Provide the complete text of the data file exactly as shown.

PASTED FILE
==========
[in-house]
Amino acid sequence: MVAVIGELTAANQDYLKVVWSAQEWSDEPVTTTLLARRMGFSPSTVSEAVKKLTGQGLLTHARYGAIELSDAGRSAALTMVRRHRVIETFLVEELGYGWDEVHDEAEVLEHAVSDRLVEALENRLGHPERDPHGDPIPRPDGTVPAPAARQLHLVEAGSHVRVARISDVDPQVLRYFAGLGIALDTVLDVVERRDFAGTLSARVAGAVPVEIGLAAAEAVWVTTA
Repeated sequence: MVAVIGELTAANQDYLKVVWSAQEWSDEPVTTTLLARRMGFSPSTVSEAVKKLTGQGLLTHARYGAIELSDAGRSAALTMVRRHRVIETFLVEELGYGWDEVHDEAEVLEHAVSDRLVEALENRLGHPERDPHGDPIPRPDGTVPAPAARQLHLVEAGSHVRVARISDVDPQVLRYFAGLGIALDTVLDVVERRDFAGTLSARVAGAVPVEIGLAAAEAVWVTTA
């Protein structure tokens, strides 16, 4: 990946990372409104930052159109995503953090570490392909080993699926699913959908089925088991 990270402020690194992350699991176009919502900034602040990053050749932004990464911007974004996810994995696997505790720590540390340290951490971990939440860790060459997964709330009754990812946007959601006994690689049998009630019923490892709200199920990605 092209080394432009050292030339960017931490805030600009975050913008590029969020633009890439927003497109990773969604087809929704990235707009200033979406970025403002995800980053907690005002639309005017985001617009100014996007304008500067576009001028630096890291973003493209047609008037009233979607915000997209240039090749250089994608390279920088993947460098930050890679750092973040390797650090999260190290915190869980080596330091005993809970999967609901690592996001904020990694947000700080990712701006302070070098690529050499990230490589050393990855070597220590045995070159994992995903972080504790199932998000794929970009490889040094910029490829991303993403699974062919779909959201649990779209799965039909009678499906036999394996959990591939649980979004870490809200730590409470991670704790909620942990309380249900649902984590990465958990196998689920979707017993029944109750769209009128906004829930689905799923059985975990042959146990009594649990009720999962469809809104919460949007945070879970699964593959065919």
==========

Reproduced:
[in-house]
Amino acid sequence: MVAVIGELTAANQDYLKVVWSAQEWSDEPVTTTLLARRMGFSPSTVSEAVKKLTGQGLLTHARYGAIELSDAGRSAALTMVRRHRVIETFLVEELGYGWDEVHDEAEVLEHAVSDRLVEALENRLGHPERDPHGDPIPRPDGTVPAPAARQLHLVEAGSHVRVARISDVDPQVLRYFAGLGIALDTVLDVVERRDFAGTLSARVAGAVPVEIGLAAAEAVWVTTA
Repeated sequence: MVAVIGELTAANQDYLKVVWSAQEWSDEPVTTTLLARRMGFSPSTVSEAVKKLTGQGLLTHARYGAIELSDAGRSAALTMVRRHRVIETFLVEELGYGWDEVHDEAEVLEHAVSDRLVEALENRLGHPERDPHGDPIPRPDGTVPAPAARQLHLVEAGSHVRVARISDVDPQVLRYFAGLGIALDTVLDVVERRDFAGTLSARVAGAVPVEIGLAAAEAVWVTTA
């Protein structure tokens, strides 16, 4: 990946990372409104930052159109995503953090570490392909080993699926699913959908089925088991 990270402020690194992350699991176009919502900034602040990053050749932004990464911007974004996810994995696997505790720590540390340290951490971990939440860790060459997964709330009754990812946007959601006994690689049998009630019923490892709200199920990605 092209080394432009050292030339960017931490805030600009975050913008590029969020633009890439927003497109990773969604087809929704990235707009200033979406970025403002995800980053907690005002639309005017985001617009100014996007304008500067576009001028630096890291973003493209047609008037009233979607915000997209240039090749250089994608390279920088993947460098930050890679750092973040390797650090999260190290915190869980080596330091005993809970999967609901690592996001904020990694947000700080990712701006302070070098690529050499990230490589050393990855070597220590045995070159994992995903972080504790199932998000794929970009490889040094910029490829991303993403699974062919779909959201649990779209799965039909009678499906036999394996959990591939649980979004870490809200730590409470991670704790909620942990309380249900649902984590990465958990196998689920979707017993029944109750769209009128906004829930689905799923059985975990042959146990009594649990009720999962469809809104919460949007945070879970699964593959065919």